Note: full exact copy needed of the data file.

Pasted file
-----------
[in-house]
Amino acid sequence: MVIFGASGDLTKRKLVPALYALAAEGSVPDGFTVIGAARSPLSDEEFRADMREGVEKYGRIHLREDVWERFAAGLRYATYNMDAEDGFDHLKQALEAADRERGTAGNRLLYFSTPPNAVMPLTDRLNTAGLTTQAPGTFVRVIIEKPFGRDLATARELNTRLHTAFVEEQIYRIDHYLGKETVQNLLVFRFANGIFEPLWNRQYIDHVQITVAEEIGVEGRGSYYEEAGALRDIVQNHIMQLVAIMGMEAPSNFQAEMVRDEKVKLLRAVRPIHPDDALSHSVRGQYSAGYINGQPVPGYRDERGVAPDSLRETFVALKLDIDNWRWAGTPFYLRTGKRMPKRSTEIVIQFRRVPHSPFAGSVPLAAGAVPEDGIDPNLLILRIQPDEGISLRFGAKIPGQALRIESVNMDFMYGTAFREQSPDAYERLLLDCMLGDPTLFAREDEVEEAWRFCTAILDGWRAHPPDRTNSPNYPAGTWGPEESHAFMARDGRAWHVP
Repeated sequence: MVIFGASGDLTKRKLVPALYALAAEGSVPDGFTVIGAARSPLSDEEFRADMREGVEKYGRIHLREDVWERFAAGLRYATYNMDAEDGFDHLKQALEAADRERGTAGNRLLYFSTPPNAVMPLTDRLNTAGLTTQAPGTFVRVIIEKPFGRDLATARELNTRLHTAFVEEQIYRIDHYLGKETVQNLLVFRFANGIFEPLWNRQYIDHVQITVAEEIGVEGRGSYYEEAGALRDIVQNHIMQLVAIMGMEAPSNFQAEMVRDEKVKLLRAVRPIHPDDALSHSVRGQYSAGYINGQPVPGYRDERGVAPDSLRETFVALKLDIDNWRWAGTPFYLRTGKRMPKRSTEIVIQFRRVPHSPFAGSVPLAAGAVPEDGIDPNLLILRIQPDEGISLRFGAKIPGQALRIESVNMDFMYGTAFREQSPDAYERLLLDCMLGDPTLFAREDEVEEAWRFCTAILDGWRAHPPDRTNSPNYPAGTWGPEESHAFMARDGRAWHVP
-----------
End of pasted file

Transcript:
[in-house]
Amino acid sequence: MVIFGASGDLTKRKLVPALYALAAEGSVPDGFTVIGAARSPLSDEEFRADMREGVEKYGRIHLREDVWERFAAGLRYATYNMDAEDGFDHLKQALEAADRERGTAGNRLLYFSTPPNAVMPLTDRLNTAGLTTQAPGTFVRVIIEKPFGRDLATARELNTRLHTAFVEEQIYRIDHYLGKETVQNLLVFRFANGIFEPLWNRQYIDHVQITVAEEIGVEGRGSYYEEAGALRDIVQNHIMQLVAIMGMEAPSNFQAEMVRDEKVKLLRAVRPIHPDDALSHSVRGQYSAGYINGQPVPGYRDERGVAPDSLRETFVALKLDIDNWRWAGTPFYLRTGKRMPKRSTEIVIQFRRVPHSPFAGSVPLAAGAVPEDGIDPNLLILRIQPDEGISLRFGAKIPGQALRIESVNMDFMYGTAFREQSPDAYERLLLDCMLGDPTLFAREDEVEEAWRFCTAILDGWRAHPPDRTNSPNYPAGTWGPEESHAFMARDGRAWHVP
Repeated sequence: MVIFGASGDLTKRKLVPALYALAAEGSVPDGFTVIGAARSPLSDEEFRADMREGVEKYGRIHLREDVWERFAAGLRYATYNMDAEDGFDHLKQALEAADRERGTAGNRLLYFSTPPNAVMPLTDRLNTAGLTTQAPGTFVRVIIEKPFGRDLATARELNTRLHTAFVEEQIYRIDHYLGKETVQNLLVFRFANGIFEPLWNRQYIDHVQITVAEEIGVEGRGSYYEEAGALRDIVQNHIMQLVAIMGMEAPSNFQAEMVRDEKVKLLRAVRPIHPDDALSHSVRGQYSAGYINGQPVPGYRDERGVAPDSLRETFVALKLDIDNWRWAGTPFYLRTGKRMPKRSTEIVIQFRRVPHSPFAGSVPLAAGAVPEDGIDPNLLILRIQPDEGISLRFGAKIPGQALRIESVNMDFMYGTAFREQSPDAYERLLLDCMLGDPTLFAREDEVEEAWRFCTAILDGWRAHPPDRTNSPNYPAGTWGPEESHAFMARDGRAWHVP